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Leadership Tip: In a Pitch, Don’t Tell Me Your Life Story

Why it's important to get to the point...

I took a call recently from someone who heard me speak at a conference. She was a producer and wanted to talk to me about a new venture and see if our team would be interested in partnering on the project.

I was curious, so we set up the call, and immediately, she started talking. I’m not exaggerating when I say that she talked for one hour nonstop. She actually started her story 30 years in the past and shared (in detail) her three decade personal and professional journey that led up to this moment. I tried interrupting to help her get to the point, but she was undaunted. She just kept talking.

Fortunately, it wasn’t a Zoom call, so during that hour while she rambled:
I put my phone on mute (she never noticed), and set up the lighting for a podcast I needed to do after the call.
She kept talking.
Answered about 20 emails.
She kept talking.
I started writing this blog post.
She’s talking as I write this.

And it wasn’t until the 55 minute mark that I finally heard her idea – the actual reason for her call. But by then, I’d completely lost interest because she just couldn’t get to the point.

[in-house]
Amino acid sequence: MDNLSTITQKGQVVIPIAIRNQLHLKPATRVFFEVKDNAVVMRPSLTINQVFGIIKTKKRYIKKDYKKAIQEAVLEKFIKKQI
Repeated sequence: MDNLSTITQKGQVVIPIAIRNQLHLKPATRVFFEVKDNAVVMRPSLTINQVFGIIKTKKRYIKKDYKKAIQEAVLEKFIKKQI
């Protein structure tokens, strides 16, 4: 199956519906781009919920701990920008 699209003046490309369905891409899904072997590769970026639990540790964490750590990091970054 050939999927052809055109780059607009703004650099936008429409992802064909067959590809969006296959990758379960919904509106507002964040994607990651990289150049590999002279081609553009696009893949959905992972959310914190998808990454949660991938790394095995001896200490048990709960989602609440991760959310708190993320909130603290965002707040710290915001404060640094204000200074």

The lesson? The longer it takes to explain your project or idea, the less chance of anyone being interested.

The people you need to support, invest, or donate to your idea or project are busy. If they weren’t, you wouldn’t be so interested in their support. So your job is to make your dream their dream.

So honor that. Don’t waste their time. Practice the pitch ahead of time. Get to the point.

Otherwise, listen for that “MUTE” sound on the other end of the phone…

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  1. It’s interesting and funny. It’s always good to go straight to the point. I enjoyed reading this post so much. Even when I was about typing this comment, I was careful not to ramble and waste your time 😅

  2. da Vinci didn’t have to paint the toenails on the Mona Lisa to make it beautiful. Tell me what I need to know to be more curious.

  3. Great post. It reminds me of something that happened when I was five years old…and then when I was fourteen…so I left for school at eighteen…same thing at my wedding…just last week I was standing in line at Starbucks thinking…

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